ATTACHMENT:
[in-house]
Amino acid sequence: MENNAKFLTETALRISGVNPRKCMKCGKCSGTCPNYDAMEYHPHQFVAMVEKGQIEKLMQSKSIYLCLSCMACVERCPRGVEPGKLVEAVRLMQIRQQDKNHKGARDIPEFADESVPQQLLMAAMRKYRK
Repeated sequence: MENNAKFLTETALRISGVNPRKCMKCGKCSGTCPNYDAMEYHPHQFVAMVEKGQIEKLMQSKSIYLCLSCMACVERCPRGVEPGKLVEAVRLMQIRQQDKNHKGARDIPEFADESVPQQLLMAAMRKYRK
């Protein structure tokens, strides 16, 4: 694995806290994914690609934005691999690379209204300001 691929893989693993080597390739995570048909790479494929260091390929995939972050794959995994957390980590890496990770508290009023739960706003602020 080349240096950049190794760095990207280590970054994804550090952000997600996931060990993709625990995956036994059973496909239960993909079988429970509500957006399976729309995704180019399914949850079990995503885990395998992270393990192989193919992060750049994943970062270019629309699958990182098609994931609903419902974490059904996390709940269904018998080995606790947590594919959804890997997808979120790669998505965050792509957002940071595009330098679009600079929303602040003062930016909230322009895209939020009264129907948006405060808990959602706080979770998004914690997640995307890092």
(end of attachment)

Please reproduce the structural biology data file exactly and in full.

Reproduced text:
[in-house]
Amino acid sequence: MENNAKFLTETALRISGVNPRKCMKCGKCSGTCPNYDAMEYHPHQFVAMVEKGQIEKLMQSKSIYLCLSCMACVERCPRGVEPGKLVEAVRLMQIRQQDKNHKGARDIPEFADESVPQQLLMAAMRKYRK
Repeated sequence: MENNAKFLTETALRISGVNPRKCMKCGKCSGTCPNYDAMEYHPHQFVAMVEKGQIEKLMQSKSIYLCLSCMACVERCPRGVEPGKLVEAVRLMQIRQQDKNHKGARDIPEFADESVPQQLLMAAMRKYRK
């Protein structure tokens, strides 16, 4: 694995806290994914690609934005691999690379209204300001 691929893989693993080597390739995570048909790479494929260091390929995939972050794959995994957390980590890496990770508290009023739960706003602020 080349240096950049190794760095990207280590970054994804550090952000997600996931060990993709625990995956036994059973496909239960993909079988429970509500957006399976729309995704180019399914949850079990995503885990395998992270393990192989193919992060750049994943970062270019629309699958990182098609994931609903419902974490059904996390709940269904018998080995606790947590594919959804890997997808979120790669998505965050792509957002940071595009330098679009600079929303602040003062930016909230322009895209939020009264129907948006405060808990959602706080979770998004914690997640995307890092």